Highest wind gust reported was from Port Mansfield, 138 m.p.h.. Storm surges reached 12 feet at Port Mansfield. Five foot surges were reported up to Galveston Island. Severe beach erosion took place as far away as Port Arthur, completely destroying Texas highway 87 between High Island and Sabine Pass on the 9th. The pressure at Brownsville fell to 28.62". Winds gusted to 92 mph at Corpus Christi. Buildings in Brownsville had up to 4 ft. of water. Padre Island was cut through in 68 places, by one count. Tornadoes damaged 25 homes in Penita and injured 3 in San Antonio. About 300,000 people evacuated. Seven died in Texas and 17 in Louisiana; most in Louisiana died as a helicopter evacuating them from an offshore platform crashed. Damages totaled $1 billion. Rains from Allen relieved a serious drought in Southern Texas.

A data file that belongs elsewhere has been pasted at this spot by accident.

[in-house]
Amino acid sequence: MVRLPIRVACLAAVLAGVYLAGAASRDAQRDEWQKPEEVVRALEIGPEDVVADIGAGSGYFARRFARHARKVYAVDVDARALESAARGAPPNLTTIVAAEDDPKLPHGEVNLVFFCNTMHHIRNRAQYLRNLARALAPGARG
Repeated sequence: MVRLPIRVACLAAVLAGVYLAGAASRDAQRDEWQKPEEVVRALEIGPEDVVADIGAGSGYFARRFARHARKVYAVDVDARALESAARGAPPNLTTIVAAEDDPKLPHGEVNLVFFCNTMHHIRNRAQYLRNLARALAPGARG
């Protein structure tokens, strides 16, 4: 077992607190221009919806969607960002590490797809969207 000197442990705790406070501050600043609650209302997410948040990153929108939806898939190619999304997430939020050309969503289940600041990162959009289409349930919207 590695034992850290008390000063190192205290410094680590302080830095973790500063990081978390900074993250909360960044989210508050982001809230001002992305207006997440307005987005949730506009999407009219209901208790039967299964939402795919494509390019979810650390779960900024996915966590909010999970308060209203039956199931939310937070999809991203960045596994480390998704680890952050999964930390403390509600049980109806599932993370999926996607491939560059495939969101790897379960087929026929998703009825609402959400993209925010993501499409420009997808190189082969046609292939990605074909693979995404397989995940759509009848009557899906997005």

August 17th, 1983 (Alicia): A weak frontal trough drifted in the Northern Gulf of Mexico on the night of August 14th. A huge area of thunderstorms developed off the coasts of Mississippi, Alabama, and Northwest Florida. A large cluster of thunderstorms, known as a Mesoscale Convective Complex (MCC) was seen 150 miles south of the Louisiana coast during the morning and early afternoon of the 14th. It drifted west-southwest and by the afternoon of the 14th, thunderstorms developed over an apparent surface circulation. A weak low was analyzed in that area. It became Alicia, a tropical storm, by the afternoon of the 15th and a hurricane by the afternoon of the 16th. Hurricane Alicia struck the coast at around 2 am on August 17th in Southwestern Galveston Island after moving painfully slowly in the Gulf. It weakened into a tropical depression as it passed east of College Station.